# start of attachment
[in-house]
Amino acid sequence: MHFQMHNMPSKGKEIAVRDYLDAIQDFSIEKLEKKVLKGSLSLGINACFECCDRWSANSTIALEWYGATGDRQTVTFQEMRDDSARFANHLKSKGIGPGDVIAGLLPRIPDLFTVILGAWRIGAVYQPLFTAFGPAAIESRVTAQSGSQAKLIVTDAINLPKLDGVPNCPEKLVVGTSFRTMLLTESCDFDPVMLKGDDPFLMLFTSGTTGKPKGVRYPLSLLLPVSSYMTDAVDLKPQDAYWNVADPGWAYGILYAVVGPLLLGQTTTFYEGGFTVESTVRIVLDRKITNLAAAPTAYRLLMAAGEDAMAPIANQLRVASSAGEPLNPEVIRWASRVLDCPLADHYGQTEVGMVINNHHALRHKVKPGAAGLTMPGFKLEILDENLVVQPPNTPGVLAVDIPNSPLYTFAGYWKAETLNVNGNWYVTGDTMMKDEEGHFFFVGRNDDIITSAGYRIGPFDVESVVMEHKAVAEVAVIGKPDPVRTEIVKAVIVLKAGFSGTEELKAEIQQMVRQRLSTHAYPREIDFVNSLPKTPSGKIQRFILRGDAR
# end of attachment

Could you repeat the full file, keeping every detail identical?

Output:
[in-house]
Amino acid sequence: MHFQMHNMPSKGKEIAVRDYLDAIQDFSIEKLEKKVLKGSLSLGINACFECCDRWSANSTIALEWYGATGDRQTVTFQEMRDDSARFANHLKSKGIGPGDVIAGLLPRIPDLFTVILGAWRIGAVYQPLFTAFGPAAIESRVTAQSGSQAKLIVTDAINLPKLDGVPNCPEKLVVGTSFRTMLLTESCDFDPVMLKGDDPFLMLFTSGTTGKPKGVRYPLSLLLPVSSYMTDAVDLKPQDAYWNVADPGWAYGILYAVVGPLLLGQTTTFYEGGFTVESTVRIVLDRKITNLAAAPTAYRLLMAAGEDAMAPIANQLRVASSAGEPLNPEVIRWASRVLDCPLADHYGQTEVGMVINNHHALRHKVKPGAAGLTMPGFKLEILDENLVVQPPNTPGVLAVDIPNSPLYTFAGYWKAETLNVNGNWYVTGDTMMKDEEGHFFFVGRNDDIITSAGYRIGPFDVESVVMEHKAVAEVAVIGKPDPVRTEIVKAVIVLKAGFSGTEELKAEIQQMVRQRLSTHAYPREIDFVNSLPKTPSGKIQRFILRGDAR